Windows 7 is devouring that hand (2, Interesting)

spywhere (824072) | more than 4 years ago | (#30617974)

Vista and 7 are much less prone to malware infestation. Since Vista came out, I've seen less than a dozen compromised Vista computers... virtually all of my malware work is on XP.
That market is disappearing.

Re:Windows 7 is devouring that hand (1)

adolf (21054) | more than 4 years ago | (#30619678)

Coincidentally, since Vista came out, I've seen less than a dozen Vista computers -- total.

It either Just Works, or it's really unpopular. I suspect both, though I never had any particular problems with it on my own machines...

Re:Inevitable (0)

Anonymous Coward | more than 4 years ago | (#30615442)

Tapping into the hobbyist malware writer territory at a low cost seems like a good idea, there's only so many malware writers you can hire and still make a good profit.

Re:Inevitable (4, Insightful)

Nikker (749551) | more than 4 years ago | (#30615808)

Black hats are notorious for being paranoid when it comes to "sharing". Why would any of them even bother when they could just as easily set up multiple VM's with different OS's and different anti virus solutions and test them out in close to real time? How can they trust that these sites won't rat them out? How can they trust a similar service isn't set up as a honey pot for this very reason? It might scare Jane and Jon Q Public but in reality it's not going to make much of a difference overall. Why should someone trust the guy on the other end of the Internet that they won't expose them and their little virus baby to the big bad corporate overlords?

Re:Inevitable (1)

jonbryce (703250) | more than 4 years ago | (#30616000)

Indeed. I thought sites like virustotal existed to enable people to test their warez against different virus scanners to get a second opinion as to whether or not they were infected, or safe to install on their machine.

"Capitalism" is descriptive, not normative (2, Insightful)

QuoteMstr (55051) | more than 4 years ago | (#30615924)

Markets happen whether they're intended or not. They're as natural as water flowing downhill, even in ostensibly destructive fields. Capitalism is not more a "choice" than gravity is: what matters is how you deal with it.

Clearly, we don't have enough incentives to either 1) discourage these people from writing malware, or 2) encouraging them to do other things.

HONEYPOT (2, Insightful)

Sleen (73855) | more than 4 years ago | (#30616124)

There is an economy, but the players are all using layers upon layers of aliases. Inevitable is a fresh mask on carnivore and this is merely one of them. How could you possibly trust a service NOT to report a ZDE? Find one, submit and see if it shows up in other scanners or see if there are reports of anyone out there using it. The service could be a front for carnivore, a front for a virus broker, or a front for a majority vendor. The simple rule is this: if there is money to be made and this is the only principle protecting the submission, it is INEVITABLE that someone else will offer more. And if the price per submission is affordable, and the functions advertized then its certainly not underground but engaging in some simple advertizing.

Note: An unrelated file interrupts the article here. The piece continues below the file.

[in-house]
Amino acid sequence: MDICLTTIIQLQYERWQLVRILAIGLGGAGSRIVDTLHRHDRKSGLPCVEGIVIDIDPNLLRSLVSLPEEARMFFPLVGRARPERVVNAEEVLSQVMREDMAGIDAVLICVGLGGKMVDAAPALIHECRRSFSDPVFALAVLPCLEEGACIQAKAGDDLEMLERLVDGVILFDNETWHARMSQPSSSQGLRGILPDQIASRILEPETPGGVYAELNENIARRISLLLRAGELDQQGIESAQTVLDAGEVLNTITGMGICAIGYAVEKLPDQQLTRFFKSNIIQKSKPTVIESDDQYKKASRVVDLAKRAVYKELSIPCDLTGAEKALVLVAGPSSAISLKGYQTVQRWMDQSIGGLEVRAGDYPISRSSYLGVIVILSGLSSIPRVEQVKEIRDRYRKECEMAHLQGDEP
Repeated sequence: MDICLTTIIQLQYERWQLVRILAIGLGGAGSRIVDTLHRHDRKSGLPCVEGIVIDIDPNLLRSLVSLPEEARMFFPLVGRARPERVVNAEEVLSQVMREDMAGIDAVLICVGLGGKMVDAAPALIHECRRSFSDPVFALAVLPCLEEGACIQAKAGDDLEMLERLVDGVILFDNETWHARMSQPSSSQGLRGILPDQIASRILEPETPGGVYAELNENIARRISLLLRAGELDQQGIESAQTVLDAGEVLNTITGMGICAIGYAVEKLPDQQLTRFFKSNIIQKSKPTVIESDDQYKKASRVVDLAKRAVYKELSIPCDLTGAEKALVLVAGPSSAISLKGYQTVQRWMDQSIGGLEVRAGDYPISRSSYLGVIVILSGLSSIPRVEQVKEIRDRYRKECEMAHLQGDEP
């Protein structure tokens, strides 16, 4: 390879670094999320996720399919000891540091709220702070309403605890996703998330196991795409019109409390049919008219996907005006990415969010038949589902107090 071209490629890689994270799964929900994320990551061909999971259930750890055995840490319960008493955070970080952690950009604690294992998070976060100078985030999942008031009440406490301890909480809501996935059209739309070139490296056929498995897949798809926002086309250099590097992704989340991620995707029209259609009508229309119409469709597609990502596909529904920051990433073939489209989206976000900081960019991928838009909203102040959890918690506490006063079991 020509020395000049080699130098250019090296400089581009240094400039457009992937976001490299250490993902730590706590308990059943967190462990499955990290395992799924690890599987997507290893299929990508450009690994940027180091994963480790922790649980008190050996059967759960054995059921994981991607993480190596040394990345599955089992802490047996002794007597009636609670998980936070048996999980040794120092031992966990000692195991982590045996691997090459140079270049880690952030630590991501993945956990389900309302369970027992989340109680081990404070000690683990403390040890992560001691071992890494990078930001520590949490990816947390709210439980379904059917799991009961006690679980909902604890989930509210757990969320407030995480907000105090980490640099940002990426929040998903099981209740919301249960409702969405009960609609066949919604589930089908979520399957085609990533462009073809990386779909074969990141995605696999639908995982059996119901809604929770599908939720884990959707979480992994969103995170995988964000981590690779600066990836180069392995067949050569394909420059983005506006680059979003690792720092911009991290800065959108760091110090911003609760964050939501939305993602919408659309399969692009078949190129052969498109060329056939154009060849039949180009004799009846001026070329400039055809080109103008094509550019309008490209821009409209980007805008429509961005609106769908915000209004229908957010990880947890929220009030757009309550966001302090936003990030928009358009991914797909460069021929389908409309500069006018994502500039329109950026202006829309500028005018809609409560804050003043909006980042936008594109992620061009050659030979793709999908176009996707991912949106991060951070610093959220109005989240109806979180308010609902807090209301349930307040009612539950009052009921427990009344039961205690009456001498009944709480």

Most hackers have heard of honeypots...


AHuxley (892839) | more than 4 years ago | (#30618192)

Your local fence was on a state task force or fed?
Your fellow anti war protester was a local cop or fed.
Your mid ranking dealer was working for a state task force or fed?
Your 'adult' forum had a few adims, one was on a state task force or fed?
Your CC and hacking forum was a total state task force or fed set up?
Your virus all in one test site was was a state task force or fed IP trap.
Same old games, digital age :)

Makes sense (4, Insightful)

WiiVault (1039946) | more than 4 years ago | (#30615114)

The big AV companies have created a market of people who are behind a wall, but one that only exists as based on the guardianship of the AV maker. We know they are untrustworthy, and their very presence and size encourages this type of activity. Having a fairly consolidated market with a few vendors having a major share allows "hackers" to target those programs thus making these services useful to a wannabe testing out his exploit.

Re:Makes sense (1)

leuk_he (194174) | more than 4 years ago | (#30615156)

Since these AV monopolies are untrustworthy, why would they not have proactively created these "scan and burn" sites? Best to to gather signatures is to get them directly from the source in these scan services.

Re:Makes sense (1)

WiiVault (1039946) | more than 4 years ago | (#30615292)

I was actually simply referring to the past nefarious actions on their part and the fact that their software is mostly a bloated joke which slows down most PCs just as much as the adware its meant to remove.

"Online Services Let Virus Writers Check Their Wor (-1, Offtopic)

arielCo (995647) | more than 4 years ago | (#30615186)

Online Services Let Virus Writers Check Their Work

Already done []

Just like gun runners... (4, Insightful)

greg_barton (5551) | more than 4 years ago | (#30615192)

...selling to both sides in a war.

Honor among thieves (4, Interesting)

Shoten (260439) | more than 4 years ago | (#30615210)